Going to take a break from the hand-mechanical, at least writing about it, at least for a day, and try to put something up here that’s a little more human(e) perhaps. But what’s more human than being connected to a machine? What’s more humane than a simple, quiet task to accomplish? But no, not today, and at any rate, there are books, always & infinitely.
I have been reading Alan Loney’s The books to come, hot off the Cuneiform Press. Alan Loney is a writer-printer-bookmaker from New Zealand, who now lives in Australia. His new book is a collection of essays on the Book, the book, books. Right now all I will say about it as a whole is that it is an interesting read (I am preparing to write an actual review of it, hence this post, this blog acting as a thinking and reading space). It is not a hard, linear, straight-through kind of a book, but is divided into small sections, and the pace wavers, doubles back, accumulates slowly (festina lente) and deeply, somewhere out there, somewhere in here, in a quiet domestic space, in an infinite literary space. What shabby portals we are. From the book, the Book, the books to come:
my library does not belong to me, or, I can own a volume but not a composition, own a book, but not a text, not even a text of my own composing. Could we say: no border crossing between books and texts is possible, for if this were not so, one would have to deny that the principle of indeterminacy operates here. And yet there is a plethora of claims thruout the world of the book about blurring boundaries, extending borders, hybridization, category transgressions and so on every day. Do not these claims rely upon a fixity of category formation that was actually never true. The supposed edges of the categories always were straw edges, and the language of their apparent violent demolition was always a straw victory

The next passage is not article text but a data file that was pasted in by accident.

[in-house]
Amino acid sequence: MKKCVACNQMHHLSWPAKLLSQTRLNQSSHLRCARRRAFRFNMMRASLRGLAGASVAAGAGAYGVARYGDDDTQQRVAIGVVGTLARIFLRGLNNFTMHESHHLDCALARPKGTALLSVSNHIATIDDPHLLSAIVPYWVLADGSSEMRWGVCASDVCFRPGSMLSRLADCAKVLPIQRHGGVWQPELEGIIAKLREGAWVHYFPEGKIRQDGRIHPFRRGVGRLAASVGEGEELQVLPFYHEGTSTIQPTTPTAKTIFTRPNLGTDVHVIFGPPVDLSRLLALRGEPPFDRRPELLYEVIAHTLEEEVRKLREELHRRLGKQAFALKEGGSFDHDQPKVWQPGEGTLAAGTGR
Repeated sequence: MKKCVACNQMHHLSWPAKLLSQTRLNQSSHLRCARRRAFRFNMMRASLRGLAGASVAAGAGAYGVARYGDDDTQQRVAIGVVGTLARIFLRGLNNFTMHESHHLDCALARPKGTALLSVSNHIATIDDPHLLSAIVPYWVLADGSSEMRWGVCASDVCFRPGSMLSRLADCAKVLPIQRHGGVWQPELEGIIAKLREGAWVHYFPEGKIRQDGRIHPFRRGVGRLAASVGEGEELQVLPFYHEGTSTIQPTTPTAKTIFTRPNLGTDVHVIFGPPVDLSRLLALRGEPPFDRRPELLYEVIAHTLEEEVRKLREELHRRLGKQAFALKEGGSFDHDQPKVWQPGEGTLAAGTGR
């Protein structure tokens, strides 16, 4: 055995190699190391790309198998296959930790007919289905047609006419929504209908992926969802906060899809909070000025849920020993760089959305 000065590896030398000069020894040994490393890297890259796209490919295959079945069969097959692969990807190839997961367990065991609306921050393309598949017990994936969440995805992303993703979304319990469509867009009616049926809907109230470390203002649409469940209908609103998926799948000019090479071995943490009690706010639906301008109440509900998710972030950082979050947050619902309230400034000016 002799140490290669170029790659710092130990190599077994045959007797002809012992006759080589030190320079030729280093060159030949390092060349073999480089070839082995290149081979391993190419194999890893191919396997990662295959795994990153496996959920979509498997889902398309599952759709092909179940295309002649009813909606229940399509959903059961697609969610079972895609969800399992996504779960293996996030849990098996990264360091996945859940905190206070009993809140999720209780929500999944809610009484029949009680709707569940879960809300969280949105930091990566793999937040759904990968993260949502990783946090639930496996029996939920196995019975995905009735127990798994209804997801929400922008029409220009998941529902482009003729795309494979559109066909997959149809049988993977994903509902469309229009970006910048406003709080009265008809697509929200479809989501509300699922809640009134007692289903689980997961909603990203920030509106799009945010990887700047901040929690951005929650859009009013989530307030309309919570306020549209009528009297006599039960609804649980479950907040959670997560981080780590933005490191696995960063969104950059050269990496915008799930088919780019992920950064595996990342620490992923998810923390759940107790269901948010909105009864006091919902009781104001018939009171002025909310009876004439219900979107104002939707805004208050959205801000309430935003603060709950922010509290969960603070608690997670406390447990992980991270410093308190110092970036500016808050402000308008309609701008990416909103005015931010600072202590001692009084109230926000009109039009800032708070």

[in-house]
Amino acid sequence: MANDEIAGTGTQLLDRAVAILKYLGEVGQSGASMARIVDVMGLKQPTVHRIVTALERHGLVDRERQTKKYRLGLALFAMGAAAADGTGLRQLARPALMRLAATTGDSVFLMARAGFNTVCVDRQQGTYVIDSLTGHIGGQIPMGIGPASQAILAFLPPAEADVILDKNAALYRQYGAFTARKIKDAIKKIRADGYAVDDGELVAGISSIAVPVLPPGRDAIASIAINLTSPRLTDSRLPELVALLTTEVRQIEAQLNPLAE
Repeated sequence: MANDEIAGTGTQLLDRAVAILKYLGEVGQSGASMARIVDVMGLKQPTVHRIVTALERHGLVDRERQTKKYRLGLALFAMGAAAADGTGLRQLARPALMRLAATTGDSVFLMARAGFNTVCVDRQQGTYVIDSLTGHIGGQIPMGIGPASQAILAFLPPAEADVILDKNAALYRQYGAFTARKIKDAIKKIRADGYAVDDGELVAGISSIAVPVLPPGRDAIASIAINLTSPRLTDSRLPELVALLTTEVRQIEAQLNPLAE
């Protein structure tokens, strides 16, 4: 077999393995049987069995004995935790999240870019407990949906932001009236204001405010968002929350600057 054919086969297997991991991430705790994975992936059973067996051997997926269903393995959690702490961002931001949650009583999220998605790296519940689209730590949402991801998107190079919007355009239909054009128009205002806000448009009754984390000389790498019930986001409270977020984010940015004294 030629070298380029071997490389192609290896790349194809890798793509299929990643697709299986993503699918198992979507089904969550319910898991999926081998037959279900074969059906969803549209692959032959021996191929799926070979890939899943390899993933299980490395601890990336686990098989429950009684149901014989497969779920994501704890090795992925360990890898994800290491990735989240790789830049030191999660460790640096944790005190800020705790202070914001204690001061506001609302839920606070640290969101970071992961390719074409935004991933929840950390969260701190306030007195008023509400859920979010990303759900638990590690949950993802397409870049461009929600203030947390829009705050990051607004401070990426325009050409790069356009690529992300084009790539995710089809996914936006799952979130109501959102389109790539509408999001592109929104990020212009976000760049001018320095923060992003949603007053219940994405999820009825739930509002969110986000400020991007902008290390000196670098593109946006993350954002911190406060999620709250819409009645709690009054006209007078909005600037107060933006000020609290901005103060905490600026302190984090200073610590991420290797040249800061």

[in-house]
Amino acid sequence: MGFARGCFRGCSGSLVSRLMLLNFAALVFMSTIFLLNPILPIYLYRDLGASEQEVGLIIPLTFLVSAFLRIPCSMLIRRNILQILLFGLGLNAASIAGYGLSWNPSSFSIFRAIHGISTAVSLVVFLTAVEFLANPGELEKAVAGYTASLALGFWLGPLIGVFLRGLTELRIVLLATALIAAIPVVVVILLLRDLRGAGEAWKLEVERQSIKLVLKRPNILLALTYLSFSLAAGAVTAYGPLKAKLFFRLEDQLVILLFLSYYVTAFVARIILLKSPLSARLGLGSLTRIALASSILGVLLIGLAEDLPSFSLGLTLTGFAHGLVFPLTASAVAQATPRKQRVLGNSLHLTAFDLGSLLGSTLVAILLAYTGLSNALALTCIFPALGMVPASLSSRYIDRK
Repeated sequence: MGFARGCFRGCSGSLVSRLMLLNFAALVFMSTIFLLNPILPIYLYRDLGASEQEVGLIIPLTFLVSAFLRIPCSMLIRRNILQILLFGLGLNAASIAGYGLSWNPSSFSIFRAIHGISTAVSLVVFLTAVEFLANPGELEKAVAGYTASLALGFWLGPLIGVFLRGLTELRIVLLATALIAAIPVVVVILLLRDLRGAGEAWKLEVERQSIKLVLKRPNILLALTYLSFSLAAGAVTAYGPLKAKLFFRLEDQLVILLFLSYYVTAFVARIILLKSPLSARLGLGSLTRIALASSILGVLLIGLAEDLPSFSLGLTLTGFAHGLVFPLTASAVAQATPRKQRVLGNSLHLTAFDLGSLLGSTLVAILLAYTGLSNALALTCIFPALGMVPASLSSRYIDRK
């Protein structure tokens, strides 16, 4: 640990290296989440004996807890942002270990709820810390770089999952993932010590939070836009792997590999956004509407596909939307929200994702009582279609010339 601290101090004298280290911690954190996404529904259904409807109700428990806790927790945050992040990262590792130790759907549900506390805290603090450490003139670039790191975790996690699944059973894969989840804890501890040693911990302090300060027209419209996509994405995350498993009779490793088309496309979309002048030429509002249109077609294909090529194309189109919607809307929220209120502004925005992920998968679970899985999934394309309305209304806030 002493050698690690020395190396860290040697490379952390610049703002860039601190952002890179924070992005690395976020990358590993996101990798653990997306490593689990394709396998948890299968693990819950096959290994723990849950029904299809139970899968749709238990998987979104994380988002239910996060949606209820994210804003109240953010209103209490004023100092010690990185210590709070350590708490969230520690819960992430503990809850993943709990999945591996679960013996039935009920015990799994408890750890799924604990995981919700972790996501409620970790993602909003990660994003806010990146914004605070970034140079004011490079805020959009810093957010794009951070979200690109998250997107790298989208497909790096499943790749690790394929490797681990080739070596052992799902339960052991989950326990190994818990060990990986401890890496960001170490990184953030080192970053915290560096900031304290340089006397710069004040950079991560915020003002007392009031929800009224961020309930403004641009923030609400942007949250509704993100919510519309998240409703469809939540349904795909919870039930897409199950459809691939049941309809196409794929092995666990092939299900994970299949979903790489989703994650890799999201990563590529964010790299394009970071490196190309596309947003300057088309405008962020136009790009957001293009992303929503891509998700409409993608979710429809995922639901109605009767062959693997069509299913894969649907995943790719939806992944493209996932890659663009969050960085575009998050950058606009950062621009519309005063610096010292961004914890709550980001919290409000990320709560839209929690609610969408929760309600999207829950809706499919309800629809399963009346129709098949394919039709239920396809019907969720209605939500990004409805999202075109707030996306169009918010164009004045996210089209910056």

reading a book and reading a text is an example of indeterminacy. We cannot do both at once. There is instead a sort of shuttling back & forth (loom-shuttle, weaving, textura) however rapid, between the two. Even in the case of the books of William Blake. It is simply that human attention is monocular, and our stereoscopic vision merely gives us a depth of field. And wouldn’t being able to see both sides at once imply that our experience is atemporal, permitting us to transcend the detail, the particular, the contingent that would pin us down. But in any articulation of any experience we speak or write as anyone does, one word after the other, one word or element or object at a time. Unless one’s understanding of time & succession is all wrong, and that ‘one word at a time’ is an inaccurate way of talking about how we talk and how we write. For at this point I remember that the writing of the ancient Greeks prior to the 5th century BC knew no word spaces. But looking at one word renders all other words in its vicinity almost invisible. Looking at an image renders the environmental context of that image invisible. Foreground/background, reading/viewing, focus/panorama, detail/overall impression, indeterminacy everywhere
what single written composition does one’s own library, one’s own collection of volumes, make. What sort of a book is one’s library. What book does the accumulated libraries of all of us amount to. Louis Zukofsky famously avowed that all one’s life one only wrote one poem. It allows the nice possibility that all poems from a certain context, all L=A=N=G=U=A=G=E poems for example (let’s allow for the moment that such things do exist), are a single poem, parts of which are distributed about various, diverse, even conflictual writers. It reminds me of a Terry Riley composition in “Cadenza on the Night Plain” where a Dream Collector has a specific and finite number of dreams to distribute and redistribute thruout the populace after collecting them from the dreamers in the morning. So the library at large, that collection of books scattered yet gathered over the planet, is itself a single book, containing a unitary text, the variety and complexity of which is unencompassable by any individual, any tribe, any nation, any book, even the entire populace, those millions who every day die and are born, dropping as a species, as it were, into & out of the text
Those three passages actually do fall in that order, in tandem, in the fourth chapter of the book, “What book does my library make.” Full Citation! Alan Loney, The books to come (Victoria: Cuneiform Press, 2010), 88 – 90!